There’s No Superman in Man of Steel

ManofSteel

It’s a decent action/sci-fi movie… but Superman doesn’t appear in it.

Man of Steel is a fun picture in many respects; it’s got a nice hook, some very good performances, and some really terrific visual design and special effects. But they’re marketing it as a Superman movie, and I don’t know why. Yes, there’s a super-powered alien raised by Earthlings in it, but he’s not Superman. He’s not even called Superman. The one time someone refers to him as Superman, it’s treated as a joke, as though it’s embarrassing and kind of stupid to call anyone that.

Superman is the original superhero, the prototypical model, and superheroes are often laughed off as mere pubescent power fantasies. Indeed, the boys who first dreamed up Superman were no more than teenagers, but that meant that they had the unfiltered passion of adolescence, and they dreamed a power fantasy that has resonated down all the decades since.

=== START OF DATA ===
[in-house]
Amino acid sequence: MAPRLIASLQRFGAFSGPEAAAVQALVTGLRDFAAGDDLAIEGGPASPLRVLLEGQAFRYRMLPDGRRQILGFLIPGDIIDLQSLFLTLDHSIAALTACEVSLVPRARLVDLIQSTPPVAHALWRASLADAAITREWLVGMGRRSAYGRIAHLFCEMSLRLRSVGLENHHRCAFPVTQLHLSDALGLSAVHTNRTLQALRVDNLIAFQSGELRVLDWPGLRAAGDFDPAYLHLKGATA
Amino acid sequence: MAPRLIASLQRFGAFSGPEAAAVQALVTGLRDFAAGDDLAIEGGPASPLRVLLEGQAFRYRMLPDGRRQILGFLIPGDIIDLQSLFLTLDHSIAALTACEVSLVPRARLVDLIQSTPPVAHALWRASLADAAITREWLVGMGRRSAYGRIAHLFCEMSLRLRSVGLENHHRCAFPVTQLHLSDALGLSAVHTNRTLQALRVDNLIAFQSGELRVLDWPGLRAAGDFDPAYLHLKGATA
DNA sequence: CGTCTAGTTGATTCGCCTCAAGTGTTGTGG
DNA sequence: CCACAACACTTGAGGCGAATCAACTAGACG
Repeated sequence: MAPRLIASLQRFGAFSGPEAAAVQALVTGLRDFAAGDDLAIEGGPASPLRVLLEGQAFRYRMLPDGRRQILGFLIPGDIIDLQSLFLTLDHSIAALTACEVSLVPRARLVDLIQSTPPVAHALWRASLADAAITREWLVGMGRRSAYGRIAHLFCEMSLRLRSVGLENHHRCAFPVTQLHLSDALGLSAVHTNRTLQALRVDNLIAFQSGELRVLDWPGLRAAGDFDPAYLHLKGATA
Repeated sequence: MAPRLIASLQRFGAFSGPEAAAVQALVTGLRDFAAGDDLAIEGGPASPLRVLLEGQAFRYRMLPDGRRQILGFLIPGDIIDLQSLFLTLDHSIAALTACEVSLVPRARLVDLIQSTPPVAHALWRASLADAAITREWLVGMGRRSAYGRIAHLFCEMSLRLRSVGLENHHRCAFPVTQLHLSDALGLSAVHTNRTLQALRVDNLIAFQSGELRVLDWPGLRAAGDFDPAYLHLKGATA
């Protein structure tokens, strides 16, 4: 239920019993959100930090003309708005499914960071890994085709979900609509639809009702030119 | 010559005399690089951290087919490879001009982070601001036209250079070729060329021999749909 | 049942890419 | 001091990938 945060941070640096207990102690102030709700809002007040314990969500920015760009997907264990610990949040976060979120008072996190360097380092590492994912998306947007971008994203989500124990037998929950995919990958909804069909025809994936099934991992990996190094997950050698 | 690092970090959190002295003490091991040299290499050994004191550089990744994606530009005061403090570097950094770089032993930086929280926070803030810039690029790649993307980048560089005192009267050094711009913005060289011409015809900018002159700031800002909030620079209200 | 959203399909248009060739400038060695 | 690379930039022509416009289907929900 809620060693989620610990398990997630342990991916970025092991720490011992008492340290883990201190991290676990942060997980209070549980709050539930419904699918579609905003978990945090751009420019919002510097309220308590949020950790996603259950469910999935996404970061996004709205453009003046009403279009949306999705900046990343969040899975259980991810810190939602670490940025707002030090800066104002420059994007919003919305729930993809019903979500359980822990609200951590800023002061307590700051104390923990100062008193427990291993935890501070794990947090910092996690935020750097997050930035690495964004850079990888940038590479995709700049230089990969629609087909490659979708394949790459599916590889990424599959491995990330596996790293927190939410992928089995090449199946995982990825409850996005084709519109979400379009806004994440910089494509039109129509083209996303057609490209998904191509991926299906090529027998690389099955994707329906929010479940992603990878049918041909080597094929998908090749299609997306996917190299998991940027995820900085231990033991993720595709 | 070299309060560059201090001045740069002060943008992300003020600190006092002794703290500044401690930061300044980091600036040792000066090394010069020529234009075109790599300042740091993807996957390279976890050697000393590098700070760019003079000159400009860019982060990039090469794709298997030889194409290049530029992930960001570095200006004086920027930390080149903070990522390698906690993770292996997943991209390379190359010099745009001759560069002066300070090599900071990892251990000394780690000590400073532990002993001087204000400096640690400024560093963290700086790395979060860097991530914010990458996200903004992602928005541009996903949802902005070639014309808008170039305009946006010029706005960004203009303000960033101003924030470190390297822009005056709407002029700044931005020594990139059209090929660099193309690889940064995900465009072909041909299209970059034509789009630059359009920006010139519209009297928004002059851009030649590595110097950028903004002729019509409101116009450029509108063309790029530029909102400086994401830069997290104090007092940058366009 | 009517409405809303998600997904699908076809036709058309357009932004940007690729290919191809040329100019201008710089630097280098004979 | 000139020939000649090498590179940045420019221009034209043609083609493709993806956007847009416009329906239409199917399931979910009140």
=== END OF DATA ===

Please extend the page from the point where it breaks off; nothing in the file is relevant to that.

Yes, Superman asks the question “What would it be like if I were so powerful I could do anything I wanted and no one could stop me?” But to end the analysis there is to miss the answer to that question that has always been part of the character, the answer of an idealistic kid: “If I could do anything at all. I would do good. I would be good.”

Superman is, ironically, the retort to Nietzsche, the embodiment of a morality so deeply internalized that when all strictures are removed, he acts out of pure goodness and human decency anyway. He protects the weak, he fights for the powerless, he saves lives and rights wrongs and he never takes a life, because he has that power, but not that right.

That guy does not appear in Man of Steel.